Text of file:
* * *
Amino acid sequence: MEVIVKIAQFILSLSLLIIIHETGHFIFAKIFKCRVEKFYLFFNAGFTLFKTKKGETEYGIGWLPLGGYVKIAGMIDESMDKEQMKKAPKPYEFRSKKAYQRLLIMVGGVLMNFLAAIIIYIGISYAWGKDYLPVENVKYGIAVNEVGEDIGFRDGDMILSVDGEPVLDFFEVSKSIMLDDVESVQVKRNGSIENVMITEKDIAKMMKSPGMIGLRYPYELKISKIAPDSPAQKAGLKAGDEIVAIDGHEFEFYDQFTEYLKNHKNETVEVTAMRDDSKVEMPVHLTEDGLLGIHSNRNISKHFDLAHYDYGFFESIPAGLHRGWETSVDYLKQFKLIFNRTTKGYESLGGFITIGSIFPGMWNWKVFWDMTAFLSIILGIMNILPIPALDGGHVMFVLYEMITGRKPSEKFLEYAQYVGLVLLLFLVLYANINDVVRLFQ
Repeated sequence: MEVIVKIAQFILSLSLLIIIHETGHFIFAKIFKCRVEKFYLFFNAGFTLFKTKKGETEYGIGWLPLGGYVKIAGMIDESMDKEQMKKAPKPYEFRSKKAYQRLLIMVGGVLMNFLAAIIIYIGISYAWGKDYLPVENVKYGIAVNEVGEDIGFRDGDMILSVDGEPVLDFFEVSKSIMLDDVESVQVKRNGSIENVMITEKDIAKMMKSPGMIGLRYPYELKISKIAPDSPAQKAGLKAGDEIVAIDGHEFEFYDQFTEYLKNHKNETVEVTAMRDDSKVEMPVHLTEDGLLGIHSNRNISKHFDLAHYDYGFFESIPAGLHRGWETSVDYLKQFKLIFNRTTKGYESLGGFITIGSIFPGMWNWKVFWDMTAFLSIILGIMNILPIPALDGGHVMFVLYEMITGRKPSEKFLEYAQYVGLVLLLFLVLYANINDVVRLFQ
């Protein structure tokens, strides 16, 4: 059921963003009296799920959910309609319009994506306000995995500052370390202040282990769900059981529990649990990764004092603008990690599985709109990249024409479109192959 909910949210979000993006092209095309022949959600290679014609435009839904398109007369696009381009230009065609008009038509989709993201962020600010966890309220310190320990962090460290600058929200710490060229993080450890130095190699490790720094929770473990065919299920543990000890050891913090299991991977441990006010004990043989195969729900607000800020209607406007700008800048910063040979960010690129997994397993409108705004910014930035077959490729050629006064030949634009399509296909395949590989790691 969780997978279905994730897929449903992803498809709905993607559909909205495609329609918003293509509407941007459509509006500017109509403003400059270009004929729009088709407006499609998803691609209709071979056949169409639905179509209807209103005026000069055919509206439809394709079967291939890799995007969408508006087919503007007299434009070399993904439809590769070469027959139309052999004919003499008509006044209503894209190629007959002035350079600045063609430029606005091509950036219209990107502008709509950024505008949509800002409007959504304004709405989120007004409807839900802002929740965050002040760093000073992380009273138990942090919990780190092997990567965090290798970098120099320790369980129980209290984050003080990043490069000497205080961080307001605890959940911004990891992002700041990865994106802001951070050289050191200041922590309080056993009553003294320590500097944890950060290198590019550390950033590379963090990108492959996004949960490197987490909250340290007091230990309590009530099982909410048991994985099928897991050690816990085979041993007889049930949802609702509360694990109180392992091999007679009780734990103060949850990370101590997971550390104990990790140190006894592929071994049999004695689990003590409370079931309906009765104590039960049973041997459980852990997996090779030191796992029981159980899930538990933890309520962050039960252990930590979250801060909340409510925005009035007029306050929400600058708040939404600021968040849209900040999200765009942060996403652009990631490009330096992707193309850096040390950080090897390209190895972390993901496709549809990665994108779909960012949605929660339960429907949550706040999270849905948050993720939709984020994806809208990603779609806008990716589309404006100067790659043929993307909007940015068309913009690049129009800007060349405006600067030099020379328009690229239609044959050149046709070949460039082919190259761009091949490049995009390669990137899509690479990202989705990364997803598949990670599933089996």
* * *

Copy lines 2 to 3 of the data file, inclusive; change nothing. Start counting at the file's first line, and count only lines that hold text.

Repeated sequence: MEVIVKIAQFILSLSLLIIIHETGHFIFAKIFKCRVEKFYLFFNAGFTLFKTKKGETEYGIGWLPLGGYVKIAGMIDESMDKEQMKKAPKPYEFRSKKAYQRLLIMVGGVLMNFLAAIIIYIGISYAWGKDYLPVENVKYGIAVNEVGEDIGFRDGDMILSVDGEPVLDFFEVSKSIMLDDVESVQVKRNGSIENVMITEKDIAKMMKSPGMIGLRYPYELKISKIAPDSPAQKAGLKAGDEIVAIDGHEFEFYDQFTEYLKNHKNETVEVTAMRDDSKVEMPVHLTEDGLLGIHSNRNISKHFDLAHYDYGFFESIPAGLHRGWETSVDYLKQFKLIFNRTTKGYESLGGFITIGSIFPGMWNWKVFWDMTAFLSIILGIMNILPIPALDGGHVMFVLYEMITGRKPSEKFLEYAQYVGLVLLLFLVLYANINDVVRLFQ
């Protein structure tokens, strides 16, 4: 059921963003009296799920959910309609319009994506306000995995500052370390202040282990769900059981529990649990990764004092603008990690599985709109990249024409479109192959 909910949210979000993006092209095309022949959600290679014609435009839904398109007369696009381009230009065609008009038509989709993201962020600010966890309220310190320990962090460290600058929200710490060229993080450890130095190699490790720094929770473990065919299920543990000890050891913090299991991977441990006010004990043989195969729900607000800020209607406007700008800048910063040979960010690129997994397993409108705004910014930035077959490729050629006064030949634009399509296909395949590989790691 969780997978279905994730897929449903992803498809709905993607559909909205495609329609918003293509509407941007459509509006500017109509403003400059270009004929729009088709407006499609998803691609209709071979056949169409639905179509209807209103005026000069055919509206439809394709079967291939890799995007969408508006087919503007007299434009070399993904439809590769070469027959139309052999004919003499008509006044209503894209190629007959002035350079600045063609430029606005091509950036219209990107502008709509950024505008949509800002409007959504304004709405989120007004409807839900802002929740965050002040760093000073992380009273138990942090919990780190092997990567965090290798970098120099320790369980129980209290984050003080990043490069000497205080961080307001605890959940911004990891992002700041990865994106802001951070050289050191200041922590309080056993009553003294320590500097944890950060290198590019550390950033590379963090990108492959996004949960490197987490909250340290007091230990309590009530099982909410048991994985099928897991050690816990085979041993007889049930949802609702509360694990109180392992091999007679009780734990103060949850990370101590997971550390104990990790140190006894592929071994049999004695689990003590409370079931309906009765104590039960049973041997459980852990997996090779030191796992029981159980899930538990933890309520962050039960252990930590979250801060909340409510925005009035007029306050929400600058708040939404600021968040849209900040999200765009942060996403652009990631490009330096992707193309850096040390950080090897390209190895972390993901496709549809990665994108779909960012949605929660339960429907949550706040999270849905948050993720939709984020994806809208990603779609806008990716589309404006100067790659043929993307909007940015068309913009690049129009800007060349405006600067030099020379328009690229239609044959050149046709070949460039082919190259761009091949490049995009390669990137899509690479990202989705990364997803598949990670599933089996």